Hex String is a way to describe a segment of Raw binary in the form of its hexadecimal chars. For example, the Hex String of the String aaa is String 616161. The Hex String is typically used for the encoding of raw binary data, which is converted into a visible hexadecimal string. This format is convenient for reading and printing more than Raw Binary.


Protocol Buffers (Protobuf) is a free and open-source cross-platform data format used to serialize structured data. It is useful in developing programs that communicate with each other over a network or for storing data. For example, the message Schema like the following:

message Sensor {
  required int32 temperature = 1;

Then a Protobuf message binary representing a temperature of 22 is:


Sending and Receiving Data in Different Formats

Setting up the Practice Environment

MQTT Broker

EMQX is a highly scalable and feature-rich MQTT broker designed for IoT and real-time messaging applications.

In this tutorial, we use Docker to install an EMQX 5.6.1 locally for demonstration:

docker run  --rm -p 18083:18083 -p 1883:1883  emqx/emqx:5.6.1

Then open the browser and visit to enter the EMQX Dashboard. The default username and password are admin, public :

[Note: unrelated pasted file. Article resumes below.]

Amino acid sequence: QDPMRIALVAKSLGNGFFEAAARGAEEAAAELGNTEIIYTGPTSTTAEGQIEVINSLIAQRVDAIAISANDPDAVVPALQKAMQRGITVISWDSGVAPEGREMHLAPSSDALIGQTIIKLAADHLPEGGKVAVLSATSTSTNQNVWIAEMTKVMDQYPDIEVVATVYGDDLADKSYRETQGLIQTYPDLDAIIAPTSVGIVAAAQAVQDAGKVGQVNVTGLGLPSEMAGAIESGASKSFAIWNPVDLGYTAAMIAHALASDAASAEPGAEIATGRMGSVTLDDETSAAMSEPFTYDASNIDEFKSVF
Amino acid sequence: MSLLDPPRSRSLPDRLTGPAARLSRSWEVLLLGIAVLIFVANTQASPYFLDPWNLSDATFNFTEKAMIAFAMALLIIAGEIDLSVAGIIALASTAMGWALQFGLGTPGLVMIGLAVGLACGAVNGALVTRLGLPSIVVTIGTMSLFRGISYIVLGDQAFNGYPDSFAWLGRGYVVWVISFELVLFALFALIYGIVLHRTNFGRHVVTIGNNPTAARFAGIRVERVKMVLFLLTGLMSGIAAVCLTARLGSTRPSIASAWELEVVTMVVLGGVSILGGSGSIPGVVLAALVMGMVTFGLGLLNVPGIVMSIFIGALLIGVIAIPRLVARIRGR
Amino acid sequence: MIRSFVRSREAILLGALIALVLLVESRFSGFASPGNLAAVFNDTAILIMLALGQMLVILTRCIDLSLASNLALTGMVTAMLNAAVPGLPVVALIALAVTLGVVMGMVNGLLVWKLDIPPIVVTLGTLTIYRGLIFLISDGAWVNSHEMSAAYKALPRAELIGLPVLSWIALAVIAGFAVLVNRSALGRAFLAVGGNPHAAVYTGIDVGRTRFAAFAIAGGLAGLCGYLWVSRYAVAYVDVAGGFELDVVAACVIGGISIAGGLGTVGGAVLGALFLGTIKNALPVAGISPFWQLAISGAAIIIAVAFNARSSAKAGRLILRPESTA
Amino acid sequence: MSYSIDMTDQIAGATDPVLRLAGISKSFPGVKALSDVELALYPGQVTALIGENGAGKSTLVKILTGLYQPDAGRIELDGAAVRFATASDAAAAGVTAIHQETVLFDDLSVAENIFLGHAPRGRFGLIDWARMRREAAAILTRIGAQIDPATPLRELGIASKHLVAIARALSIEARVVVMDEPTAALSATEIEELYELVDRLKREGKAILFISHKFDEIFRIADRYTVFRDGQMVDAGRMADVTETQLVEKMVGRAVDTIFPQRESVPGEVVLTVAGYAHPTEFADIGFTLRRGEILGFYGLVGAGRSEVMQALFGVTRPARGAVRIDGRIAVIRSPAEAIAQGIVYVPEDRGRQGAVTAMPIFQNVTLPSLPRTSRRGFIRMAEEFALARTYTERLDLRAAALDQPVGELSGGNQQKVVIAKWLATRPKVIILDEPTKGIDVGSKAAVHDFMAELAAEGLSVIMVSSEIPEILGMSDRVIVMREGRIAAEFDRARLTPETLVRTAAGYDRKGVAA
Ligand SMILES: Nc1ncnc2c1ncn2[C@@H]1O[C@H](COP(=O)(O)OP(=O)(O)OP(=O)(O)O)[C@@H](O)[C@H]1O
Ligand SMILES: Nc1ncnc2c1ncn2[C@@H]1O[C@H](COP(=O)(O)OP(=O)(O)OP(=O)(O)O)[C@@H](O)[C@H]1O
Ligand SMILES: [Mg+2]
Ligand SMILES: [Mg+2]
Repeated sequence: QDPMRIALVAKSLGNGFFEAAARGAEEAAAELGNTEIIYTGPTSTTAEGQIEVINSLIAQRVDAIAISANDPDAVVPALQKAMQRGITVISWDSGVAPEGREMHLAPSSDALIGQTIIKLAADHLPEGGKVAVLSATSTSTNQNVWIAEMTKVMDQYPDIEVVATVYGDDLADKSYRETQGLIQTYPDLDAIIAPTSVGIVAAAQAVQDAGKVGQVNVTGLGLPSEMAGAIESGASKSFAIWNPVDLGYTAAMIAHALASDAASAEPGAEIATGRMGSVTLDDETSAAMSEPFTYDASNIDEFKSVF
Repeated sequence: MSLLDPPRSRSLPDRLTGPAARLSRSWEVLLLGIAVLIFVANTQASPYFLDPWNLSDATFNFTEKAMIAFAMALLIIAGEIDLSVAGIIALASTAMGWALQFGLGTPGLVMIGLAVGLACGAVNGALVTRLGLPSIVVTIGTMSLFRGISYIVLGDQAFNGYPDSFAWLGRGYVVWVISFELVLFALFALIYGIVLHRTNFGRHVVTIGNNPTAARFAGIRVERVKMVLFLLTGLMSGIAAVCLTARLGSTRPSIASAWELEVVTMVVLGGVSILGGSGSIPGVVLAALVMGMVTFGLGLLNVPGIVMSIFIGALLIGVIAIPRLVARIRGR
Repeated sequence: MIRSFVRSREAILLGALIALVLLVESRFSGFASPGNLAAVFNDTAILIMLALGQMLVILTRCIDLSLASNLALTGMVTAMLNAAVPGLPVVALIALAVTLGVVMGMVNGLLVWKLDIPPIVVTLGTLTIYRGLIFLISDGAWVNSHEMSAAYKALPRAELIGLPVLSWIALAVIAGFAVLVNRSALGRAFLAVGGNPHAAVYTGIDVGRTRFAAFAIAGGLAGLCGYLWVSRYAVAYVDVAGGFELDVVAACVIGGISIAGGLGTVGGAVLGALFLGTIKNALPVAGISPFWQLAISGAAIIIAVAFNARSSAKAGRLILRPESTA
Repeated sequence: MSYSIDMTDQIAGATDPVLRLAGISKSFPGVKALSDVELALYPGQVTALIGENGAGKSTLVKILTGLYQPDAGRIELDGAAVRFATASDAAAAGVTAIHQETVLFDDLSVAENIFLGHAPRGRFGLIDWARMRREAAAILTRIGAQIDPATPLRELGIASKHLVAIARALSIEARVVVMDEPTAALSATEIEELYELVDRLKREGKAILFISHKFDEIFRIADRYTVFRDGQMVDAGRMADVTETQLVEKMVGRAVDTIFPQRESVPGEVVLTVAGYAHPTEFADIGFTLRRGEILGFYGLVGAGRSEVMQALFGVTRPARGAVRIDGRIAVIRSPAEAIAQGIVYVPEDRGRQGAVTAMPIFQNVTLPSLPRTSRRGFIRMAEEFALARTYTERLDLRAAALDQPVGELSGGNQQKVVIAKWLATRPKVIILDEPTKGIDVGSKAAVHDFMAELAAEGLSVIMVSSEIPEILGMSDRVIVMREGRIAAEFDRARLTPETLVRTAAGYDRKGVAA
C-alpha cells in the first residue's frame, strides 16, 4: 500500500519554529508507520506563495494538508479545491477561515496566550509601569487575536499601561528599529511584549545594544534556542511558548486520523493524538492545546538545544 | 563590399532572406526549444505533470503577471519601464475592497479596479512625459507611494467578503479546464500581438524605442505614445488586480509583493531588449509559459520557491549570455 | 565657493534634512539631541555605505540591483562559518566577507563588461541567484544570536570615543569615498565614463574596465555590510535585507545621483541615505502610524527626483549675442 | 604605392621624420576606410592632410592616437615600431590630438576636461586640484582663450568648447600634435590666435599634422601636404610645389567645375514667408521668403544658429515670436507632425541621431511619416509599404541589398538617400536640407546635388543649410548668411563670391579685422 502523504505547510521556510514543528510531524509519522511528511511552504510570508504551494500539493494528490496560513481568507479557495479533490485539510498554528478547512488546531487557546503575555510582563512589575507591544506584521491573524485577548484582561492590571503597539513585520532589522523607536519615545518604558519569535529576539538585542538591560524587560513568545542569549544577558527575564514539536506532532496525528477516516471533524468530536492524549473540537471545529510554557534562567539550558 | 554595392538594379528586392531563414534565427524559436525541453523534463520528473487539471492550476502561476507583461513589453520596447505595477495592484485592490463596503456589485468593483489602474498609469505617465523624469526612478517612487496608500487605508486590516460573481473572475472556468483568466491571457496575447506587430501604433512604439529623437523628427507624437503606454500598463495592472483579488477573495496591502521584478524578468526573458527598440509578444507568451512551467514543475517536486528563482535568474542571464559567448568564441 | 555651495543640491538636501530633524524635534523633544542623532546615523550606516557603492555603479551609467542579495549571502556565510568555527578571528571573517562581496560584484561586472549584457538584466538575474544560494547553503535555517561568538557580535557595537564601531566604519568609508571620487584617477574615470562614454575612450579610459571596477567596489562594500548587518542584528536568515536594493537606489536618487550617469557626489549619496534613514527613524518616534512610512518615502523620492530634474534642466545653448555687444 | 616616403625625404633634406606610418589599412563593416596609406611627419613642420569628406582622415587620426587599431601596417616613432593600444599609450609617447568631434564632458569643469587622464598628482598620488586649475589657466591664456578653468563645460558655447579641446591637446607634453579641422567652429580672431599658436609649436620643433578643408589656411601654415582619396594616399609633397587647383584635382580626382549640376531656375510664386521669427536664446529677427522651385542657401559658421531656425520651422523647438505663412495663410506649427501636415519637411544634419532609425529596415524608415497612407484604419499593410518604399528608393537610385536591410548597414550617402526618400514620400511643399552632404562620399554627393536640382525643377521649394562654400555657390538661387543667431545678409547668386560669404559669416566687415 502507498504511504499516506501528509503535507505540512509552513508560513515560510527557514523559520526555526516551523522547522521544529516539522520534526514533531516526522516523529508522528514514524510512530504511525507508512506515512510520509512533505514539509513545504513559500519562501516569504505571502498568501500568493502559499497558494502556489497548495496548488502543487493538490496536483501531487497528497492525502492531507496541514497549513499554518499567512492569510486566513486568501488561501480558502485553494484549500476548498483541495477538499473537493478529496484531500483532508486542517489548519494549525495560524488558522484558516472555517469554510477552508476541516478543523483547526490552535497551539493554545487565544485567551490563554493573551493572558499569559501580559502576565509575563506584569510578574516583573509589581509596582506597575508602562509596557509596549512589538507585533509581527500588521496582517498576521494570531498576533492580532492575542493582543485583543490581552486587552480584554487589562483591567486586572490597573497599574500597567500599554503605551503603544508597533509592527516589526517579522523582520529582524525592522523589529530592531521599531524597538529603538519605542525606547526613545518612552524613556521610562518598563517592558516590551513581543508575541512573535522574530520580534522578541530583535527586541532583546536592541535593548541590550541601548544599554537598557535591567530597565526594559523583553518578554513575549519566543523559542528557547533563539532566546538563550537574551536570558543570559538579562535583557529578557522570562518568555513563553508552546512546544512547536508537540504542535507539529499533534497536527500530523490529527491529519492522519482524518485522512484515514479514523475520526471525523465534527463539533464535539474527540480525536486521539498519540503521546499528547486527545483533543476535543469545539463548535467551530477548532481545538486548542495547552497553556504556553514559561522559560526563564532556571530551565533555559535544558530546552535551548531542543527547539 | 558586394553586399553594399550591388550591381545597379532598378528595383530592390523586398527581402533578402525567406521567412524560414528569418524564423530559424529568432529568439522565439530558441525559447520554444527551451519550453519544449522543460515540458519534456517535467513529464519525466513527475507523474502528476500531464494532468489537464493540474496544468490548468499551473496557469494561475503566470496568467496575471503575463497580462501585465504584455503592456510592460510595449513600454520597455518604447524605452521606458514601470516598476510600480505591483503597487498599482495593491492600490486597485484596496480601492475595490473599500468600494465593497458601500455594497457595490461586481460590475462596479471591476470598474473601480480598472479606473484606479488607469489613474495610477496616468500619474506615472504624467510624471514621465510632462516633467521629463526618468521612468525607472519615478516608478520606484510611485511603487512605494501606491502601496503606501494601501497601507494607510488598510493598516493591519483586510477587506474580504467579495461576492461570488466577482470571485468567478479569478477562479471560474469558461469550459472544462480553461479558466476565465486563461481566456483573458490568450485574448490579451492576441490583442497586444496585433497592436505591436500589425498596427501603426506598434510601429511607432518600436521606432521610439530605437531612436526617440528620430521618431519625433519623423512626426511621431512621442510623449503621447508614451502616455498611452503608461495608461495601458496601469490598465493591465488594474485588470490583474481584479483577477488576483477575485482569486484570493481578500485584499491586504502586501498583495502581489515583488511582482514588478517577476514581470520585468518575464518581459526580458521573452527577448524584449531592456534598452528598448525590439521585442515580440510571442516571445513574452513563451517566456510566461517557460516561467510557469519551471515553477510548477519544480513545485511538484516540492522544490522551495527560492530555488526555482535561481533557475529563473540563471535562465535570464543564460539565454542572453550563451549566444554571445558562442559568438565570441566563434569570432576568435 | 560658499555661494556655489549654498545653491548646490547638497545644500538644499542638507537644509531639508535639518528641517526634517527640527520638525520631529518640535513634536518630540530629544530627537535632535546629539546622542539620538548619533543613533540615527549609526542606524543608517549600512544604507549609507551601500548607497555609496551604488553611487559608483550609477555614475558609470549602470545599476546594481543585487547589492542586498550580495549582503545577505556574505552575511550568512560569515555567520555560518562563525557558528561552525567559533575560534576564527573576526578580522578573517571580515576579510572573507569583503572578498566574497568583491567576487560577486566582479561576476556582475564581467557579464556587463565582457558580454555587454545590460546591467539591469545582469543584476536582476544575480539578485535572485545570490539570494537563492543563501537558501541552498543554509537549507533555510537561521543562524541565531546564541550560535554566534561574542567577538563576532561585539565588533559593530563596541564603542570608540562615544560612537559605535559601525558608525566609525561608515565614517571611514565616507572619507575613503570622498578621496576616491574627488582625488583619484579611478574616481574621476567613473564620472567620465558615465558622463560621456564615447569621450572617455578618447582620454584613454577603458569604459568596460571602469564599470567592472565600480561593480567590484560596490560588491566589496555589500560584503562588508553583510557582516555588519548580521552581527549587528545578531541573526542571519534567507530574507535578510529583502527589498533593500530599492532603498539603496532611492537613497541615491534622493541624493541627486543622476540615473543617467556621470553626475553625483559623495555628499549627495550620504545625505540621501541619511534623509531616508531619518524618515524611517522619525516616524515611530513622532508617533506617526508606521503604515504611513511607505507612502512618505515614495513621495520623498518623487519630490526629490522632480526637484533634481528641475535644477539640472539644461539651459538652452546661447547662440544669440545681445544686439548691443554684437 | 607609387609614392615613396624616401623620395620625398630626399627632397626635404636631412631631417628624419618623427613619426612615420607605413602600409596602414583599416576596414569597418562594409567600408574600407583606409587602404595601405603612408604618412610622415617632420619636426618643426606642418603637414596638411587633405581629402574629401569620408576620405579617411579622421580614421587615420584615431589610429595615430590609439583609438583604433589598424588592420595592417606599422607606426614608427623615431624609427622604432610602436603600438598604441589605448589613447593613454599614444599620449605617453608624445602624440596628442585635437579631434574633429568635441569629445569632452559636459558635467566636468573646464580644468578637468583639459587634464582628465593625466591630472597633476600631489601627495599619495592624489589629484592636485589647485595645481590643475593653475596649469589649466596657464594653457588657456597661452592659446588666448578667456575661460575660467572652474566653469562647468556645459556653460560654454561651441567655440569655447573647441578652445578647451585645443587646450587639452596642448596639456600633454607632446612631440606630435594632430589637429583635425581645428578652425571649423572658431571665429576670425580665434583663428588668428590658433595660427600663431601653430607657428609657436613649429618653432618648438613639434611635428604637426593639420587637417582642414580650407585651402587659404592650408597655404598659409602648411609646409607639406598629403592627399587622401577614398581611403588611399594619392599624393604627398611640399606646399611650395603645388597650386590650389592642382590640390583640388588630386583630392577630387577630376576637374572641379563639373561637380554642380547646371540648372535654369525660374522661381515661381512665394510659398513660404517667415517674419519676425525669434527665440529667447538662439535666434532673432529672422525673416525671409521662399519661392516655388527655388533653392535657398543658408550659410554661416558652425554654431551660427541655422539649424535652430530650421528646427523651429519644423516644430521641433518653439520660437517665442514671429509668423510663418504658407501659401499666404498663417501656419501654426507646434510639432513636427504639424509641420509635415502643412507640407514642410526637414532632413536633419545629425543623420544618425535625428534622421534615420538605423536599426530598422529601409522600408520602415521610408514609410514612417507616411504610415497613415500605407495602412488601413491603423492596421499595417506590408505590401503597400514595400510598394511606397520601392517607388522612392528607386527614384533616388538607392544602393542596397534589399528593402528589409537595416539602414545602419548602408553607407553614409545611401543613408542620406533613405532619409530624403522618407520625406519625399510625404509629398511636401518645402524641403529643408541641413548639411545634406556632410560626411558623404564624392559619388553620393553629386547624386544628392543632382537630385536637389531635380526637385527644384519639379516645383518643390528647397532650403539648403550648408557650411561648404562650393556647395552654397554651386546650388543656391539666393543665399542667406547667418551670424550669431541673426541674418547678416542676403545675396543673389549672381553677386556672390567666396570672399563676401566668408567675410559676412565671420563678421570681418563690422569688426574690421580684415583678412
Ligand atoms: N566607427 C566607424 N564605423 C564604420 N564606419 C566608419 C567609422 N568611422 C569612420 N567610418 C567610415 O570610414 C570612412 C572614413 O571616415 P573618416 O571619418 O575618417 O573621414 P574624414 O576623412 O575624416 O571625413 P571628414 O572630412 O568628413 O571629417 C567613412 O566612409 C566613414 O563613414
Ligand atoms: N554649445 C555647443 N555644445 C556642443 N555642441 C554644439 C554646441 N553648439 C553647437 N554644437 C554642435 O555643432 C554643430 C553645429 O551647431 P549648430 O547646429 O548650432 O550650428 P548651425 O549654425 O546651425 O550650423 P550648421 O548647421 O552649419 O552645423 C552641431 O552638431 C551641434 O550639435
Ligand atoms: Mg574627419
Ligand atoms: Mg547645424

EMQX Dashboard

MQTT Client

We recommend using MQTTX CLI as the MQTT client for testing. MQTTX is an open-source, cross-platform MQTT 5.0 desktop client initially developed by EMQ, which can run on macOS, Linux, and Windows.

Get MQTTX CLI here.

Take MacOS as an example, install MQTTX CLI:

brew install emqx/mqttx/mqttx-cli

After successful, test if it can establish a connection to the local EMQX:

mqttx conn -h -p 1883

For example, getting the following output proves a successful connection to the local EMQX:

Connect to the local EMQX

Sending and Receiving Messages

The Payload of MQTT messages supports any format of strings or binary. For example, we use MQTTX CLI to create a subscriber named sub to EMQX and subscribe the test/sub topic: